But I told them to zip it. I didn’t want to take a job because I needed a job, or because it had a fancy title, or because I needed to prove to someone (mostly myself?) that I was brave and adventurous. Or even because I got to travel or give talks. I wanted to take a job because I genuinely wanted to do the job. I felt like I owed it to myself: seriously, I have been studying for 10 years! 10 whole years! The least I can do at the end of it all is get a job I actually enjoy and want to do.
So it was back to the job-hunt for me. This time, I decided to change my strategy a little. I stopped sending in applications right and left. The Japan-experience taught me a few things: 1) that I wanted a job in science (if not in academia or research, then something where I got to think, talk, read, plan projects, or write about science), and 2) that I wanted a job in Europe. Preferably in a capital city. Or at least one of those not-capital-but-still-awesome cities that had a lot going on.
And the first thing I did, which in retrospect was probably my second-best decision of the new year (the first being NOT to go to Japan), was to book an appointment with the careers advisory services in college.
Coming up next: What I learned in that appointment and how it changed my life. Stay tuned.
Wednesday, 8 February 2012
I know I haven't been posting; I'm still writing (always-it's how I think things through), but it's not always easy to decide what should go into cyberspace and what should just stay safe and anonymous on my hard-drive. I read a how-to on blogs (WikiHow knows everything about everything), and you're supposed to keep them as topic-specific as possible. The whole point, originally, was for this to be a science blog. Except that so far, my blog has not been about science at all. And every time I sit myself down to write about science, I get writer’s block. I can write about other things, the job-hunt, butternut squash, the abuse of domestic workers in Lebanon, but for some reason, I can’t seem to write about science.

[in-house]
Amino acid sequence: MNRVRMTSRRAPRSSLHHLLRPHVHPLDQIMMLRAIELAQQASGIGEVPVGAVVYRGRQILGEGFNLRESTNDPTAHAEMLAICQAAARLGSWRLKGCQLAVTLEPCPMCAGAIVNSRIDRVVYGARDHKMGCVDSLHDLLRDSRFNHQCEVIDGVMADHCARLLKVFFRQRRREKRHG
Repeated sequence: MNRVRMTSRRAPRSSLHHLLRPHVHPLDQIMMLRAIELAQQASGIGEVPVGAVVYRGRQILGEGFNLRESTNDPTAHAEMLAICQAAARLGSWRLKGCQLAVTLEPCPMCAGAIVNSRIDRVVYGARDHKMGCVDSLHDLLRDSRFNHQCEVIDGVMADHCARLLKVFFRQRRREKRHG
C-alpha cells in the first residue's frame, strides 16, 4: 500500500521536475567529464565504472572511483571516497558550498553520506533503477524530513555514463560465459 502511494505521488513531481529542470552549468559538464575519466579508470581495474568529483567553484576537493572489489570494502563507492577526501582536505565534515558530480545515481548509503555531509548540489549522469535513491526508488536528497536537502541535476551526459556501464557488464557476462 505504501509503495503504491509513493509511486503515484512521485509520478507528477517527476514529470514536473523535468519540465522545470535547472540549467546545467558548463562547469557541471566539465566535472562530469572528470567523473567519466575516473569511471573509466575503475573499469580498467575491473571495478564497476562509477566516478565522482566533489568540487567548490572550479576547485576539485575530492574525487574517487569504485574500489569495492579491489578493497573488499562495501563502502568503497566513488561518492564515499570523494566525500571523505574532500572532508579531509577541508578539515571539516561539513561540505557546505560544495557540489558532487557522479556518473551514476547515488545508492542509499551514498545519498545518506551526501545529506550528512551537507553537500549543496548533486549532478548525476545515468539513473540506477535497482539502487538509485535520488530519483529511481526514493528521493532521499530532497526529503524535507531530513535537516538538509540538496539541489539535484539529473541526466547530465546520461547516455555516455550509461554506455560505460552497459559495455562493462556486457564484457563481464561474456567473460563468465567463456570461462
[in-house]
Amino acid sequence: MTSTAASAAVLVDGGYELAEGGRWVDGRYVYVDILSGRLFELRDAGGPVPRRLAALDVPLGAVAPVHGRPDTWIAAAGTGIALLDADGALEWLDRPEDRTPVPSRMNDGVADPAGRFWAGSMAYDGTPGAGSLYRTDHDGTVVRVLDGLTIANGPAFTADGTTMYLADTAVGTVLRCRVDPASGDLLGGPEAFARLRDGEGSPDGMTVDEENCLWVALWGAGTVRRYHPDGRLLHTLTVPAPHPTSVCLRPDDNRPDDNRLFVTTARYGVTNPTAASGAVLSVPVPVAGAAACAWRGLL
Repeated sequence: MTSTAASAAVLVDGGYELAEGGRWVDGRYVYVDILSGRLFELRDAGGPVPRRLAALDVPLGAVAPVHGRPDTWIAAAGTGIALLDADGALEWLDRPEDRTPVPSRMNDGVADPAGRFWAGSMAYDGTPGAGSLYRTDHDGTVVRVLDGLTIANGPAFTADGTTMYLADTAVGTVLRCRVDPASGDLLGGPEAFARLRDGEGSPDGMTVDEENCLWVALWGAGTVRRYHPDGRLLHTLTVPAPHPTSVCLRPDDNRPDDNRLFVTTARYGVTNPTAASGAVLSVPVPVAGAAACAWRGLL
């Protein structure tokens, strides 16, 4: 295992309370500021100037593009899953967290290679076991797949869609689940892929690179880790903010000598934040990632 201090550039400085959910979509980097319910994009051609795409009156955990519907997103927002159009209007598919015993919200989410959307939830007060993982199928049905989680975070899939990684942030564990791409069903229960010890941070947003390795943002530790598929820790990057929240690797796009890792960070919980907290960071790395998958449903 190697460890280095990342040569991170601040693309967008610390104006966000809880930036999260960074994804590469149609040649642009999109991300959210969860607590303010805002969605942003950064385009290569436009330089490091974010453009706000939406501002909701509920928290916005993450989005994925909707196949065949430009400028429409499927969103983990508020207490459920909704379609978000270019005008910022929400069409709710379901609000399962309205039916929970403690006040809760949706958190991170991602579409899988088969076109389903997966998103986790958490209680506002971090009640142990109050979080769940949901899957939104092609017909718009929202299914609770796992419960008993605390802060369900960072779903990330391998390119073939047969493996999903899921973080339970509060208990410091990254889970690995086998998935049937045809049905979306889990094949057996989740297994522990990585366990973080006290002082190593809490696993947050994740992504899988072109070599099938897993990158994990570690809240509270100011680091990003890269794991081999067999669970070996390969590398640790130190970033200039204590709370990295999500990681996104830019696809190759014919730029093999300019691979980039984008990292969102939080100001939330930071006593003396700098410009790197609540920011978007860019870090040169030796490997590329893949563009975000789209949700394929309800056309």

And again, I blame my PhD. I’m currently struggling to write a couple of papers from my thesis, and it’s been a lot harder than I expected! I always thought the writing part would be easy, but the truth is: I just can’t motivate myself to do it. At first I thought I was just burnt out, but now it’s been a month, and I still can’t do it.
I’ve had an idea brewing in my head for weeks now, since I read an article in New Scientist on how scientists were able to create ‘false memories’ in fruit flies using lasers and gene manipulation. I wanted to write about false memories and confabulations and Korsakoff’s disease, and I wanted to tie it in with the Lebanese civil war. I wanted to show a clip from Waltz with Bashir (the one about false memories in the amusement park), and write about how revenge was such a powerful motivator for committing atrocities, and how you could create an army of brain-washed super-soldiers if you could implant false memories to make them believe that the other side had killed their family. And how to do that you would need to make the memories labile, and how that happens in some forms of therapy, and how you could possibly do that with drugs. And how Ranformation is a form of confabulation. And about how dreams are a form of confabulation, according to the activation-synthesis hypothesis. And about how the fMRI machine could potentially be used as a lie detector. And there are all these half-cooked ideas swimming around in my head, but I just can’t seem to sit down and write about them.
Because every time I sit down to write, I end up looking for jobs.